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The study also found a shrinking pool of doctors willing to start opioid treatment. The number of doctors who prescribed opioids for opioid naive patients decreased by nearly 30 percent, from 114,043 to 80,462 providers.

The research findings, published in The New England Journal of Medicine, do not provide any context on the patients’ health conditions or the severity of their pain and injuries. As such, it is a data-mining study that provides no real information on the harms or benefits of opioids.

"The challenge we have in front of us is nothing short of intricate: Curbing the opioid epidemic while ensuring that we appropriately treat pain," lead investigator Nicole Maestas, PhD, an associate professor of health care policy at Harvard Medical School, said in a statement. "It's a question of balancing the justified use of potent pain medications against the risk for opioid misuse and abuse."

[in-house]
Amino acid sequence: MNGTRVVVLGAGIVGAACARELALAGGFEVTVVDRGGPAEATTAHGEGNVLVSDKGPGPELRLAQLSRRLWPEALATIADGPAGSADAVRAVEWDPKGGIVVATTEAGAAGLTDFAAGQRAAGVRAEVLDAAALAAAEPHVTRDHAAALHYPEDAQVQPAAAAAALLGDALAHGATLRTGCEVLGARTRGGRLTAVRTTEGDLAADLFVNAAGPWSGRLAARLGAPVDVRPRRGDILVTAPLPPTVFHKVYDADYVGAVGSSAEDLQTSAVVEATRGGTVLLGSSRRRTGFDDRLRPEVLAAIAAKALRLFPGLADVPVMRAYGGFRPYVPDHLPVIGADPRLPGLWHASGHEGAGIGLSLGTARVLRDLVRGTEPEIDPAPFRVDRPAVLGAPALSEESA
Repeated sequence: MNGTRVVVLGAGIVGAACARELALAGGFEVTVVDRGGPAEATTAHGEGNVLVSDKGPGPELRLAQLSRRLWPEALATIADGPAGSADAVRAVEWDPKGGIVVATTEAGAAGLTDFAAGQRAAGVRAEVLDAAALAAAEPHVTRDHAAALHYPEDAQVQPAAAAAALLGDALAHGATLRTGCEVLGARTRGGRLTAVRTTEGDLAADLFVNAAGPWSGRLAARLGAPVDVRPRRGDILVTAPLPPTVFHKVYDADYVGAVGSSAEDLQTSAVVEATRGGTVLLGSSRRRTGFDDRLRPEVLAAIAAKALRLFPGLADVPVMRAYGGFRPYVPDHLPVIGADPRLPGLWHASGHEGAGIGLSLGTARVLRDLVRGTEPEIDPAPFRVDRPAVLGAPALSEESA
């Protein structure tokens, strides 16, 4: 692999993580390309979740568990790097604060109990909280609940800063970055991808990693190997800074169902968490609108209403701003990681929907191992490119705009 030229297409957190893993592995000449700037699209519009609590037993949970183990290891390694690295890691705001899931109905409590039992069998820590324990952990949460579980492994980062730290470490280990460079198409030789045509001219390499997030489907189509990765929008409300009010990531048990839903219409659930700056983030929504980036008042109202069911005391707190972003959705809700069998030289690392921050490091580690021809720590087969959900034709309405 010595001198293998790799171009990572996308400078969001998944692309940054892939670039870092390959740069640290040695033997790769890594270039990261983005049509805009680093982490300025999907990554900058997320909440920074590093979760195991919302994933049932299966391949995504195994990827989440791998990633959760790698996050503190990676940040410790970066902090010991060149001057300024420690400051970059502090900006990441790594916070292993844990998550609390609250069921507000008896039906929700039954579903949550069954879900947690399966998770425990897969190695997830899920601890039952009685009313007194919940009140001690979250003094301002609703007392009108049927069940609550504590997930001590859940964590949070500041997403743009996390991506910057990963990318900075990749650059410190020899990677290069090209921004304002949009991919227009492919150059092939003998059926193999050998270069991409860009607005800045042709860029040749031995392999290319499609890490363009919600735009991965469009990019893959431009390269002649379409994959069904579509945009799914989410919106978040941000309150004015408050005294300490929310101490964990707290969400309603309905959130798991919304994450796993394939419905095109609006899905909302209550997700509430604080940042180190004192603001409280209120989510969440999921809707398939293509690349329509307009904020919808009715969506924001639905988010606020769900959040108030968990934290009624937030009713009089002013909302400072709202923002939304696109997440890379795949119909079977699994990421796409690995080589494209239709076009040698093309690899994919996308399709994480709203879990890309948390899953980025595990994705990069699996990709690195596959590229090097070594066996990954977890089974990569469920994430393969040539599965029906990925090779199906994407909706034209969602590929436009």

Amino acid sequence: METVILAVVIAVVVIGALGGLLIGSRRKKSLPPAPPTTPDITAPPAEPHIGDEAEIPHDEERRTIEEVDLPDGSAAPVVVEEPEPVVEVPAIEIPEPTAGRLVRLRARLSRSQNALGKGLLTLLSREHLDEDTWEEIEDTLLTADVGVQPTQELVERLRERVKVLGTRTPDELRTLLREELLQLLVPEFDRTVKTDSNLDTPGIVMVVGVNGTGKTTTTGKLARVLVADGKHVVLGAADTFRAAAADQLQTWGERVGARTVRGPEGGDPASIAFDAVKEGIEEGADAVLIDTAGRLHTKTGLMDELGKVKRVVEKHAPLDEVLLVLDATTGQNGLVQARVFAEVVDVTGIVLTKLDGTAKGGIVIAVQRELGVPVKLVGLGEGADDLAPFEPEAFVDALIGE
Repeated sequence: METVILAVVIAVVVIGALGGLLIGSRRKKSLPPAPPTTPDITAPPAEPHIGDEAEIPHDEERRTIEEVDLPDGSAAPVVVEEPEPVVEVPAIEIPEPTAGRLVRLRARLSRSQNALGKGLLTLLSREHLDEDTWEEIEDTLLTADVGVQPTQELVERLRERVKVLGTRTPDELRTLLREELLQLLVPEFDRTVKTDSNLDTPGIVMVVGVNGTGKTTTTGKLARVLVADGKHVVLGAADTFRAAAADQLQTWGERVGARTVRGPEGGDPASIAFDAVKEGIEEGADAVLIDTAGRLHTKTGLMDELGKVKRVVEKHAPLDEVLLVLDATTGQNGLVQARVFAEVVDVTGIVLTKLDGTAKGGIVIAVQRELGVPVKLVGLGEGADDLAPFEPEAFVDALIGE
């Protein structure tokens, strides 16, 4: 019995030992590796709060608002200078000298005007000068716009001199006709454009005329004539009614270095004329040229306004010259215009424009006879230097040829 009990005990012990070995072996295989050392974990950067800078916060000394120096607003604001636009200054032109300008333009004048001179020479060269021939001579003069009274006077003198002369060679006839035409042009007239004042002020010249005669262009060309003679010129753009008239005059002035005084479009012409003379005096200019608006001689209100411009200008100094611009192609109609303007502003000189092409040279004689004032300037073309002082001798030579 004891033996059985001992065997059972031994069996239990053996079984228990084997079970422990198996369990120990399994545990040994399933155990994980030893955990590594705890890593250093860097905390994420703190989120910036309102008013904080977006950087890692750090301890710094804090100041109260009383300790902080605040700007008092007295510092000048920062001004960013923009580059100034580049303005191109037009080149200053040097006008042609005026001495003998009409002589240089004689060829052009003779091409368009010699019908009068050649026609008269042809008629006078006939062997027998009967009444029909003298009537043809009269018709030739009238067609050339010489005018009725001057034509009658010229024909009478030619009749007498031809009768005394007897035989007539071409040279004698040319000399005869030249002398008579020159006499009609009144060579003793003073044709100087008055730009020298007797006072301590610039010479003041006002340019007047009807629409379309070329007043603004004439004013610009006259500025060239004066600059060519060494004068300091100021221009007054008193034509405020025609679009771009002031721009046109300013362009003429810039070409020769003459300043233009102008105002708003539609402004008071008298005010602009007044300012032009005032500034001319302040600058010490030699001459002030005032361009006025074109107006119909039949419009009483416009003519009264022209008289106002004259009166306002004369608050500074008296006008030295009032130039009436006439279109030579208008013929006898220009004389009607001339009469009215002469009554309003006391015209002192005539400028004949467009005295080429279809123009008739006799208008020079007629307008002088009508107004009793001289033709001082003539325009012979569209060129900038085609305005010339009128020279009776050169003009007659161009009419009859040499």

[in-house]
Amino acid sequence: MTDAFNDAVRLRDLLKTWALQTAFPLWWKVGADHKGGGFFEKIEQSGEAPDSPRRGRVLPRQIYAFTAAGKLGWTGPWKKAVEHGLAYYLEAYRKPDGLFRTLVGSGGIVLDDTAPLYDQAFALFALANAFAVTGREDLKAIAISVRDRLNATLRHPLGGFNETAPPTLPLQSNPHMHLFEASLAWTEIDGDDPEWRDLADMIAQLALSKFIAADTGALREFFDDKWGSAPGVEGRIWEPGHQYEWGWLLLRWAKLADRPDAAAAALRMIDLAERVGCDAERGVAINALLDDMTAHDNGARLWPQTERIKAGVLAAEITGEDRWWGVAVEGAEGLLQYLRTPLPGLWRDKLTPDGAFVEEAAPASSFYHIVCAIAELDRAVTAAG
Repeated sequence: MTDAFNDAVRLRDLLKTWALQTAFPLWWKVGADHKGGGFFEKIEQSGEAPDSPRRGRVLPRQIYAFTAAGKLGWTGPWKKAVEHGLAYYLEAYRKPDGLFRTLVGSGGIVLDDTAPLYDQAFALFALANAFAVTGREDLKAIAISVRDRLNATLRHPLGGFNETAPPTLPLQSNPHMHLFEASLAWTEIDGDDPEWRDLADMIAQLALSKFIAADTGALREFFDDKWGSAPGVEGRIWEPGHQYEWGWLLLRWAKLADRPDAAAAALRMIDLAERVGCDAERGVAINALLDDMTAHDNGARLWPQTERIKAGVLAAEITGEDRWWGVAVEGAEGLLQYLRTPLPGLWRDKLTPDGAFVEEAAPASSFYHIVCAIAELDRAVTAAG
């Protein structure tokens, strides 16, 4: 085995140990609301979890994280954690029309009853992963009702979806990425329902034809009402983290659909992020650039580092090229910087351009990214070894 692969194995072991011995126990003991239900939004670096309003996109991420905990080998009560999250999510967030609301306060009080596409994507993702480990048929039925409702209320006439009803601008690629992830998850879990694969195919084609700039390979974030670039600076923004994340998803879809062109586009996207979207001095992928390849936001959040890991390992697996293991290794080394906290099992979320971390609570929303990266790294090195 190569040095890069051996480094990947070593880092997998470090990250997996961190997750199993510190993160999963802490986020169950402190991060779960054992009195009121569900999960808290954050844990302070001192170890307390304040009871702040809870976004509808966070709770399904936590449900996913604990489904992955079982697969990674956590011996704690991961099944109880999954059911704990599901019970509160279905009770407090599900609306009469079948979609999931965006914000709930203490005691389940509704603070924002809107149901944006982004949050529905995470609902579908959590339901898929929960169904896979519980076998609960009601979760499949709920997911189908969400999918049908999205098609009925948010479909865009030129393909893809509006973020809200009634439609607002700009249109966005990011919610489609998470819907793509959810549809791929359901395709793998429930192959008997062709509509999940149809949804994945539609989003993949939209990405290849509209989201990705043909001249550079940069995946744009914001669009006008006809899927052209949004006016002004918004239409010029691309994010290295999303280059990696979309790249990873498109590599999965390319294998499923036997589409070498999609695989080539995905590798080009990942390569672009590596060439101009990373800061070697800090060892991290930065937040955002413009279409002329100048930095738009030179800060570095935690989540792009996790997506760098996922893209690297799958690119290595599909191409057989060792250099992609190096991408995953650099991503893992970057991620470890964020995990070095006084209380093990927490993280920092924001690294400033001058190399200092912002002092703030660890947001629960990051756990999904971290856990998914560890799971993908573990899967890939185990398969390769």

First-time prescriptions for opioids are usually used to treat short-term acute pain caused by trauma, accidents or surgery. They rarely result in long-term opioid use or addiction, but have become a major target for healthcare policymakers and anti-opioid activists. Several states have adopted regulations that limit the initial supply of opioids to 7 days or less.

While the number of doctors starting opioid therapy has fallen dramatically, Harvard researchers say many are still engaged in “high-risk prescribing” – which they defined as new prescriptions for more than 3 days’ supply or a daily dose that exceeds 50 morphine milligram equivalent (MME).

More than 115,000 of these “high-risk prescriptions” were written monthly for Blue Cross Blue Shield patients. Over 7,700 of the prescriptions exceeded 90 MME per day, a dose that researchers say puts patients at a substantially higher risk of an overdose. The study did not identify whether any of those high-dose patients experienced an overdose.

Opioid prescriptions in the U.S. have fallen sharply since their peak in 2010, but have yet to slow the rising tide of overdoses. Nearly 49,000 Americans died from opioid overdoses in 2017, over half of them due to illicit fentanyl and heroin, not prescription opioids.

Fed Panel Releases Draft Report on Pain Management

By Roger Chriss, PNN Columnist